"[Deadzone of the] Northern Gulf of Mexico"
NASA Goddard Space Flight Center © 2012.
Made available under a Creative Commons 2.0 license.
Nitrogen and Phosphorus Pollution
Nitrogen and phosphorus pollution suffocate our streams. Excessive nitrogen and phosphorus can harm drinking water supplies, is toxic to plants, wildlife, and small pets, and makes our streams unsafe for recreational activities. This is a special concern to TCWN because almost all of the water in Tennessee ends up in the Mississippi River and then the Gulf of Mexico. All the nitrogen and phosphorus pollution in Tennessee contributes to the annual Dead Zone in the Gulf - an area the size of Connecticut void of life due to lack of oxygen.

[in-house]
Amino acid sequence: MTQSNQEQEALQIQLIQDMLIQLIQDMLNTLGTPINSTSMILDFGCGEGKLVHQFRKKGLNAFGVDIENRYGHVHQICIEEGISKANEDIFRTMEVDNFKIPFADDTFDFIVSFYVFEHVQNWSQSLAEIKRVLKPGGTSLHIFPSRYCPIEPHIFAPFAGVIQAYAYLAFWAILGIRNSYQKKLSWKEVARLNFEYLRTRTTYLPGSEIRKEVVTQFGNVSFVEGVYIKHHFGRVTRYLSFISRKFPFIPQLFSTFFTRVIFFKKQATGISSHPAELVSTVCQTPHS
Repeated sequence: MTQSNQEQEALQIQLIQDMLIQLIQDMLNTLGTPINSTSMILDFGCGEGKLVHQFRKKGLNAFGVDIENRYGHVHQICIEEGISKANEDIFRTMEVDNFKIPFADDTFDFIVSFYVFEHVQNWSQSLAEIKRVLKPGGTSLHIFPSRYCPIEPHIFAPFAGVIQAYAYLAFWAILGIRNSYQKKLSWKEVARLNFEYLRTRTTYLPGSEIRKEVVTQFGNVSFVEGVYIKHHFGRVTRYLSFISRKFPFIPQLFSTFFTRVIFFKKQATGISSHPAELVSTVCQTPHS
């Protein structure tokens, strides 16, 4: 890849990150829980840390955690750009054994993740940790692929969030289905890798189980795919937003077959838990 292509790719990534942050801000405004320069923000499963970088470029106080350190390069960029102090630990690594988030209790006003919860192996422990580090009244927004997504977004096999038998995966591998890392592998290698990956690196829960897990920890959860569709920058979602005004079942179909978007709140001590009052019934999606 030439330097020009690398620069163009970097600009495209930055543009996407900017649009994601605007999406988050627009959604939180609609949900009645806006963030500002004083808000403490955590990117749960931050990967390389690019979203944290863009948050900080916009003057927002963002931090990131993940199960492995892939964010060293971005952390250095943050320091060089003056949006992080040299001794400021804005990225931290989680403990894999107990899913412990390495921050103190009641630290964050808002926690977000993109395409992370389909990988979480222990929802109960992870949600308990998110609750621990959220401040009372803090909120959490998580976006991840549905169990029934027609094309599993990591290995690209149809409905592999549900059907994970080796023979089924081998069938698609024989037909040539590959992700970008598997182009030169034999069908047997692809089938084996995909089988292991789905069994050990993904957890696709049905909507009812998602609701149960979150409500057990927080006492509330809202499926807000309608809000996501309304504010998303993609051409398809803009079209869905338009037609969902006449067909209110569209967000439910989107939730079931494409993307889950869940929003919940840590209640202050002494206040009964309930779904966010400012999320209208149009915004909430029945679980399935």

Nitrogen and phosphorus pollution is a problem in Tennessee’s waters, and it’s a problem that is getting worse. Of the waters assessed for these parameters, 3,375 stream miles are impaired due to nutrients. In 2004 fewer than 2,000 miles of stream were nutrient-impaired. This is an increase of almost 70% in ten years.
There are multiple tools available to combat nitrogen and phosphorus pollution, which result most frequently from animal waste, fertilizer runoff, and sewage treatment plants.